Not Just Police: "Fentanyl Epidemic" a Concern for Several Occupational Groups

Published May 30, 2019

By Ed Rutkowski

Skyrocketing demand for fentanyl and its analogues among drug users has cultivated an illicit international trade in these opioids that potentially endangers several occupational groups, according to an industrial hygiene consultant who delivered a presentation about fentanyl’s occupational hazards at AIHce EXP 2019 last week in Minneapolis. John Murphy, PhD, CIH, ROH, founder of Resource Environmental Associates, told conference attendees at the Minneapolis Convention Center that a “fentanyl epidemic” is underway and suggested that media attention to accidental exposures to law enforcement officers obscures the larger truth that other workers need protection, too.

According to CDC, opioids were involved in nearly 68 percent of the 70,237 drug overdose deaths that occurred in the U.S. in 2017. Fentanyl has recently become a central figure in the opioid crisis. Murphy cited statistics from the Centers for Disease Control and Prevention that show fentanyl’s contribution to overdose deaths increasing 500 percent in the last ten years.

Synthesized by the Dutch company Janssen Pharmaceutica in 1959, fentanyl was originally intended as an alternative to morphine for use as an anesthetic in surgeries, Murphy said. Fentanyl was approved as a post-surgery pain killer in North America in the mid-1960s. Eventually it became available in many forms, including patches, lozenges, drops, sprays, and tablets. Increasing availability and over-prescription of opioids in recent years have been cited by many observers as contributing factors in the opioid crisis.

Janssen Pharmaceutica also created carfentanil, a fentanyl analogue, in the early 1960s. Hundreds of times more potent than fentanyl, carfentanil was primarily used as an animal tranquilizer. Its current popularity among drug dealers is primarily due to the fact that tiny amounts of carfentanil can produce significant effects in users, Murphy said. In recent years, seizures of illicit drugs by law enforcement officers have revealed that dealers are mixing fentanyl and carfentanil with other drugs, including heroin and cocaine.

Because a little goes a long way, fentanyl and carfentanil are relatively easy to transport undetected. Murphy explained that much of the fentanyl and carfentanil in North America originates in China. Manufacturers take orders online and deliver the drugs direct to users. Sometimes doses are disguised as urine test strips, which can be blotted against the mouth. Chinese manufacturers also ship fentanyl’s precursor chemicals—industrial chemicals used in the plastics industry—to clandestine labs in North America, which synthesize fentanyl directly, a process that takes two to three weeks and requires little expertise, Murphy said.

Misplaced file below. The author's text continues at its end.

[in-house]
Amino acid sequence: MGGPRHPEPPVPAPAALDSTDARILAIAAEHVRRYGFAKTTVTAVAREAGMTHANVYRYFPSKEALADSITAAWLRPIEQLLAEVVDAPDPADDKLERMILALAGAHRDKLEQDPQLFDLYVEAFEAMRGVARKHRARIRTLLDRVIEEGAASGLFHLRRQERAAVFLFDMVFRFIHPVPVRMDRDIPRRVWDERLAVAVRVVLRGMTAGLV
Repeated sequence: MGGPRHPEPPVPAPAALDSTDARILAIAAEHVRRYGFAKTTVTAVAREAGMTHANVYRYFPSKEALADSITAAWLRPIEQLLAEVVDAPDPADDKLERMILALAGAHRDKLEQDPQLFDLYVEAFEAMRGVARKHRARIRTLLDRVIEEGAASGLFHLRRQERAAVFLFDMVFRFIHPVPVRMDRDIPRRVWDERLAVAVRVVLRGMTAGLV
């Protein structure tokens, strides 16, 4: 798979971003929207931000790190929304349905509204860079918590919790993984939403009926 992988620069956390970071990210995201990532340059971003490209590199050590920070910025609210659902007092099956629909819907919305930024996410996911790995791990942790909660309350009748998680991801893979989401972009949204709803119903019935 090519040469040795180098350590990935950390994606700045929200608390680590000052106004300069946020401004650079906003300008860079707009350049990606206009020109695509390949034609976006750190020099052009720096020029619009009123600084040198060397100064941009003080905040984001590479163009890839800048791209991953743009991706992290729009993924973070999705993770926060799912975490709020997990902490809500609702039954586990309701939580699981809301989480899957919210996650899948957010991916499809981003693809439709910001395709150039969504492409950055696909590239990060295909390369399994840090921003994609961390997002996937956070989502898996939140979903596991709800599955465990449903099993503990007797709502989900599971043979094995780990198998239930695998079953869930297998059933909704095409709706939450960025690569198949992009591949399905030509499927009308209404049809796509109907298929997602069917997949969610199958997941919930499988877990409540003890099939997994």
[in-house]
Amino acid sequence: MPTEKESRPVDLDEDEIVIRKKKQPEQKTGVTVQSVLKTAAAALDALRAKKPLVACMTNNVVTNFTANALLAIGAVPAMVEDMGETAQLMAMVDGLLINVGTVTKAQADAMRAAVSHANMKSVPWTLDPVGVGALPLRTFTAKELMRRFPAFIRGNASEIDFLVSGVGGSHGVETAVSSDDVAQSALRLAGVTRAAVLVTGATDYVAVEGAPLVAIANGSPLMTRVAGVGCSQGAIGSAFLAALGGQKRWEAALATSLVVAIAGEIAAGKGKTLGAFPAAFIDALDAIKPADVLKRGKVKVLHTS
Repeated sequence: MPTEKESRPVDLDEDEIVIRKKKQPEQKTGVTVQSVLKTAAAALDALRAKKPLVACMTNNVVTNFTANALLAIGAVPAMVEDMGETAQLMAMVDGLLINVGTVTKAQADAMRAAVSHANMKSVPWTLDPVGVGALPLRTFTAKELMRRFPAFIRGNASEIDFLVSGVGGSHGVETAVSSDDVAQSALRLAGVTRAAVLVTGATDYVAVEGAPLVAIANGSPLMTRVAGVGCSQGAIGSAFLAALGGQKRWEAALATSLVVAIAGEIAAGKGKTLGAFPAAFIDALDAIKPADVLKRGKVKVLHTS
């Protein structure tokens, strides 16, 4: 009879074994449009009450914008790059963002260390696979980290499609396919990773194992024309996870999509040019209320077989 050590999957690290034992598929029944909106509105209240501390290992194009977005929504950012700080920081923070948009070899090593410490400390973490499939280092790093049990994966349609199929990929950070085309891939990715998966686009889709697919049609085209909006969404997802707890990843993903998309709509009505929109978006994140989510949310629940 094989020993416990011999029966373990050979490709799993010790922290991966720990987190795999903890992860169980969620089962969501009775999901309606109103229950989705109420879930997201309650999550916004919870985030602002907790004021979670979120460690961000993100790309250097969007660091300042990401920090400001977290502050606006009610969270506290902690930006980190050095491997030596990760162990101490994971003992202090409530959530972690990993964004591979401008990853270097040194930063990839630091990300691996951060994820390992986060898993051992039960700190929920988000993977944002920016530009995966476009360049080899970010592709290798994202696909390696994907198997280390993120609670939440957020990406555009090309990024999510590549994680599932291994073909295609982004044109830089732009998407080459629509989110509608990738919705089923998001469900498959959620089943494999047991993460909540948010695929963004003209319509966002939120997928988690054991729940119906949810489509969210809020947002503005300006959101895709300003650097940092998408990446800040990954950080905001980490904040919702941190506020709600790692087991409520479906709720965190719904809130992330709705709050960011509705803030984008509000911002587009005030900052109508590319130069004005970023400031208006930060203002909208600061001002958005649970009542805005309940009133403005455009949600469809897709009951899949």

The transportation of the drugs across international boundaries presents a risk of exposure for customs and border services personnel and postal employees, Murphy said. Other occupational groups with high potential for exposure are paramedics, nurses, and people who work in social services. Landlords can also be exposed through accidental discovery of opioids in rental properties.

Law enforcement officers have been at the center of much of the reporting on occupational exposures to opioids. Over the last few years, Murphy said, he found approximately 300 reports in Canadian and American media of encounters with opioid users or dealers that resulted in police experiencing one or more symptoms of opioid exposure, including confusion, delirium, mood swings, nausea or vomiting, and pinpoint pupils. These stories have elicited many counter-reports expressing doubt that such encounters could lead to adverse health effects.

Murphy conducted his own review of anecdotal case reports and concluded that transdermal exposure to fentanyl from a traffic stop or similar encounter was not likely to be a concern for police. But it’s a different story for carfentanil, which can produce effects within minutes if absorbed through abraded skin, Murphy said. And exposures to the eyes and sinuses, as well as inhalation, are plausible concerns for police who encounter powdered fentanyl and carfentanil, depending on the purity of the powder.

Ed Rutkowski is editor in chief of The Synergist.

View more Synergist coverage of the conference on the AIHce Daily page.